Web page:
The City Council recently approved some amendments to the city zoning code concerning portable storage and refuse containers, street parking, driveway composition and the number of structures on properties.
The amendments were presented to the council at its March 22 meeting by City Planner Brad Bates, who noted that the Planning Commission had approved the changes earlier in the month.
The changes limit how long portable storage containers and roll-off refuse containers can be on a property to 30 consecutive days.
They also indicate that portable storage containers cannot exceed 10 feet wide by 10 feet high by 20 feet long and that roll-off refuse containers can’t exceed 30 cubic yards in capacity.
Exceptions are made if the container is related to construction activities for which an active building permit is issued and in force by the city, the amendment states.
“Our Code Enforcement Department gets regular complaints throughout the year about the location of them and the length that they are there,” Bates said.
“Sometimes people are demo’ing a house, and they have a roll-off for months on end there and have it dumped periodically.
“The same is true with the PODS and the length that sometimes people have them there when preparing to move,” he added.
The zoning code also was updated to reflect that driveways must be composed of asphalt or concrete, not simply a gravel composition with a binding material.
Bates said officials have been discussing this change for a while but that it’s really geared toward new construction, not existing driveways.
“Existing driveways will be allowed to remain as is and run with the property for the rest of time,” he said. “There is no sunset clause that requires citizens to bring existing driveways up to code.”
Another amendment directs that commercial vehicles must be parked on a “space or lot constructed of an all-weather material intended and reserved for the parking of an automobile.”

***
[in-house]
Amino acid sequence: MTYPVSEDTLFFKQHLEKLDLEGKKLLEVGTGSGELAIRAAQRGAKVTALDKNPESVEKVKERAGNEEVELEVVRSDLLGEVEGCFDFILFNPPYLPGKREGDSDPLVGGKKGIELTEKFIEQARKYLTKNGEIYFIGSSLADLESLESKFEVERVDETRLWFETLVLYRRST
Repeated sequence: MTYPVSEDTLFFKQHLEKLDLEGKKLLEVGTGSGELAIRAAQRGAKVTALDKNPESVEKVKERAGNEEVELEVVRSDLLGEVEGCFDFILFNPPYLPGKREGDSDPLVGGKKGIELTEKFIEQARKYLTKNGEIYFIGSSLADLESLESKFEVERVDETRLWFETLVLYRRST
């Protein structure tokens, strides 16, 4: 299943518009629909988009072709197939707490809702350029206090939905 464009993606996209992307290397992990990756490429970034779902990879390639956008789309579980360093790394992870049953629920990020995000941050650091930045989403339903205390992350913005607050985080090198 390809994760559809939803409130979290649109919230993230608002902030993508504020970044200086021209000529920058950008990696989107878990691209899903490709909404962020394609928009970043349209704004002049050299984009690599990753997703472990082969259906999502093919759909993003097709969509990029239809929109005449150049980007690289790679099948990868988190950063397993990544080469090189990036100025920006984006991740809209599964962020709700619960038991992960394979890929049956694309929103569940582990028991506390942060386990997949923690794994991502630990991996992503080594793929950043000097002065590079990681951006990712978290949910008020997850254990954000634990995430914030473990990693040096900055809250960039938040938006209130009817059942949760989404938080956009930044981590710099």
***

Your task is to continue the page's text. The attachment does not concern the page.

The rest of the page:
Bates said this change is simply about saying that commercial vehicles cannot be parked on the street or in yards.
If residents have too many vehicles for their driveways or parking areas, a private vehicle should be the one to be parked in the street.
The final zoning code change is in regard to accessory structures on a homeowner’s property.
Previously, the number of structures allowed was governed solely by a formula that took into consideration the square footage of the residence.
The change limits the number of accessory structures to three in all instances, Bates said.
However, the previous formula is still in effect, as well, meaning that even three structures could be considered in excess of the allowable collective square footage, he said.
“A lot of these (changes) are about improving enforcement capabilities,” Bates said.
He said the Board of Adjustment “had suggested we look at amending the code to deal with the number of buildings on a property as a standard to go by.”
“They were getting a lot of applications where people were asking for a third or fourth structure that put them over the allowed size requirement,” he said. “They wanted something that they could point back to and say, ‘You are beyond the threshold set by the city.’”
The changes to the zoning code will go into effect at the end of April.